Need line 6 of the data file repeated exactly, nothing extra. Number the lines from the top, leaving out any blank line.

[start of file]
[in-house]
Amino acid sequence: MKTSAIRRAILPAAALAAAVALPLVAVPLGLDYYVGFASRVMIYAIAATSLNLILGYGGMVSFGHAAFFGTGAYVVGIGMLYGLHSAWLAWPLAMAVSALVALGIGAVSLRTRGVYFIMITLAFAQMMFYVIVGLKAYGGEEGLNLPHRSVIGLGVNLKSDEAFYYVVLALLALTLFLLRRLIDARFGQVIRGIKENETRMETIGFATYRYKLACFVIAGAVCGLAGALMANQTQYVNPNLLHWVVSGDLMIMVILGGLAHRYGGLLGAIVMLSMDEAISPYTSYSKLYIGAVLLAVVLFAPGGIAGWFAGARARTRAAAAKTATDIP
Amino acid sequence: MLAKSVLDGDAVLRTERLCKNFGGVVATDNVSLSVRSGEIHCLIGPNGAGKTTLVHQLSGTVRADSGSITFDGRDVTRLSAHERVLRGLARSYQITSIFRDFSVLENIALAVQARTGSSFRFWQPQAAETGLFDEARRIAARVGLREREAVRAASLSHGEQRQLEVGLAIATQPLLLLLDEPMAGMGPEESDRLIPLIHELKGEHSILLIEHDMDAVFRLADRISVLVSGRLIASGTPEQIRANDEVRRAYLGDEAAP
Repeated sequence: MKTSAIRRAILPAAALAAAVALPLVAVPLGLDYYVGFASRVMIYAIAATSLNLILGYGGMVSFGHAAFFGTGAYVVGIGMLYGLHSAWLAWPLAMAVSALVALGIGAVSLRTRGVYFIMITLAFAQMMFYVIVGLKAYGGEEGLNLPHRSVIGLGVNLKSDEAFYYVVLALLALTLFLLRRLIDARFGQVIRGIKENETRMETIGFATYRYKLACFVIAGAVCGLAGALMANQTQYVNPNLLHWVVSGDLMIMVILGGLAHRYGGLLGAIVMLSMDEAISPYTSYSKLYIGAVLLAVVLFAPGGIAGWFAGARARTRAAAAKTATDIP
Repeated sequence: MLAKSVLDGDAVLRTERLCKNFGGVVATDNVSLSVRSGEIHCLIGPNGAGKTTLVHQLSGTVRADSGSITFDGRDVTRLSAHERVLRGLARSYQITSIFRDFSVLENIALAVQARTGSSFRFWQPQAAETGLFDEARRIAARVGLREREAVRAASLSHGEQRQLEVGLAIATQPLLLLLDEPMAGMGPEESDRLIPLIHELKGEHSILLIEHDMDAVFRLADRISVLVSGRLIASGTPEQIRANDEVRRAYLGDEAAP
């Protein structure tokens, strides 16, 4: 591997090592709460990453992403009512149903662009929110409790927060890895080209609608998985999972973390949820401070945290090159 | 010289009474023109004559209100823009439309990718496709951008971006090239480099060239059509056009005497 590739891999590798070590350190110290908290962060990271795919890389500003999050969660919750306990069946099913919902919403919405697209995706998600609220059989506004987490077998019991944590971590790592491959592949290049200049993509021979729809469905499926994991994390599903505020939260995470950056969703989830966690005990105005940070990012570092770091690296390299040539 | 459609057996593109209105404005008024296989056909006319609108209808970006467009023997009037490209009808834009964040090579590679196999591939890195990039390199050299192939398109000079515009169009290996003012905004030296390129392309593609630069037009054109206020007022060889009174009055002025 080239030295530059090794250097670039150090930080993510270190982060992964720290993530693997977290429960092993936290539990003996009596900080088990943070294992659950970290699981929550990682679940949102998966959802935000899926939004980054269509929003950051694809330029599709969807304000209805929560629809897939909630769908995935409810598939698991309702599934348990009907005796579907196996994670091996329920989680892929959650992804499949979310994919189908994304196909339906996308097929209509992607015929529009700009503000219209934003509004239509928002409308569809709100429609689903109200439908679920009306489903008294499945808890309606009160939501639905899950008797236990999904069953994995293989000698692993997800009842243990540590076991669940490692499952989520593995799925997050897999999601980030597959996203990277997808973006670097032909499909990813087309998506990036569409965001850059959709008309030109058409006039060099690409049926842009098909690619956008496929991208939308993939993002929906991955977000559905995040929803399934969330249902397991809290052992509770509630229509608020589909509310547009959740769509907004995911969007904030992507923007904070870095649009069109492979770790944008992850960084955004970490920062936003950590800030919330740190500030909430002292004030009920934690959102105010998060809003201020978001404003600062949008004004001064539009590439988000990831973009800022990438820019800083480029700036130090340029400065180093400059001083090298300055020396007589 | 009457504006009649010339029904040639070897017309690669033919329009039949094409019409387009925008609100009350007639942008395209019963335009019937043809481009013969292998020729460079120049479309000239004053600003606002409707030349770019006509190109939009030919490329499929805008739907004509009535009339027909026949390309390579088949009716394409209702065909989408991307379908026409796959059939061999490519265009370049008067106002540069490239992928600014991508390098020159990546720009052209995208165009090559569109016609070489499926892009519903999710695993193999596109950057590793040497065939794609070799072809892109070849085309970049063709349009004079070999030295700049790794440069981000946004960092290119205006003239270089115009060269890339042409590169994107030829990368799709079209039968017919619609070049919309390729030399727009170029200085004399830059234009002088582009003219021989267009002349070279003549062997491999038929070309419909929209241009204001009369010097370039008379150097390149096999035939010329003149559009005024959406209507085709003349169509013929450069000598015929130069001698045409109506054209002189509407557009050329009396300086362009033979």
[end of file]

């Protein structure tokens, strides 16, 4: 591997090592709460990453992403009512149903662009929110409790927060890895080209609608998985999972973390949820401070945290090159 | 010289009474023109004559209100823009439309990718496709951008971006090239480099060239059509056009005497 590739891999590798070590350190110290908290962060990271795919890389500003999050969660919750306990069946099913919902919403919405697209995706998600609220059989506004987490077998019991944590971590790592491959592949290049200049993509021979729809469905499926994991994390599903505020939260995470950056969703989830966690005990105005940070990012570092770091690296390299040539 | 459609057996593109209105404005008024296989056909006319609108209808970006467009023997009037490209009808834009964040090579590679196999591939890195990039390199050299192939398109000079515009169009290996003012905004030296390129392309593609630069037009054109206020007022060889009174009055002025 080239030295530059090794250097670039150090930080993510270190982060992964720290993530693997977290429960092993936290539990003996009596900080088990943070294992659950970290699981929550990682679940949102998966959802935000899926939004980054269509929003950051694809330029599709969807304000209805929560629809897939909630769908995935409810598939698991309702599934348990009907005796579907196996994670091996329920989680892929959650992804499949979310994919189908994304196909339906996308097929209509992607015929529009700009503000219209934003509004239509928002409308569809709100429609689903109200439908679920009306489903008294499945808890309606009160939501639905899950008797236990999904069953994995293989000698692993997800009842243990540590076991669940490692499952989520593995799925997050897999999601980030597959996203990277997808973006670097032909499909990813087309998506990036569409965001850059959709008309030109058409006039060099690409049926842009098909690619956008496929991208939308993939993002929906991955977000559905995040929803399934969330249902397991809290052992509770509630229509608020589909509310547009959740769509907004995911969007904030992507923007904070870095649009069109492979770790944008992850960084955004970490920062936003950590800030919330740190500030909430002292004030009920934690959102105010998060809003201020978001404003600062949008004004001064539009590439988000990831973009800022990438820019800083480029700036130090340029400065180093400059001083090298300055020396007589 | 009457504006009649010339029904040639070897017309690669033919329009039949094409019409387009925008609100009350007639942008395209019963335009019937043809481009013969292998020729460079120049479309000239004053600003606002409707030349770019006509190109939009030919490329499929805008739907004509009535009339027909026949390309390579088949009716394409209702065909989408991307379908026409796959059939061999490519265009370049008067106002540069490239992928600014991508390098020159990546720009052209995208165009090559569109016609070489499926892009519903999710695993193999596109950057590793040497065939794609070799072809892109070849085309970049063709349009004079070999030295700049790794440069981000946004960092290119205006003239270089115009060269890339042409590169994107030829990368799709079209039968017919619609070049919309390729030399727009170029200085004399830059234009002088582009003219021989267009002349070279003549062997491999038929070309419909929209241009204001009369010097370039008379150097390149096999035939010329003149559009005024959406209507085709003349169509013929450069000598015929130069001698045409109506054209002189509407557009050329009396300086362009033979």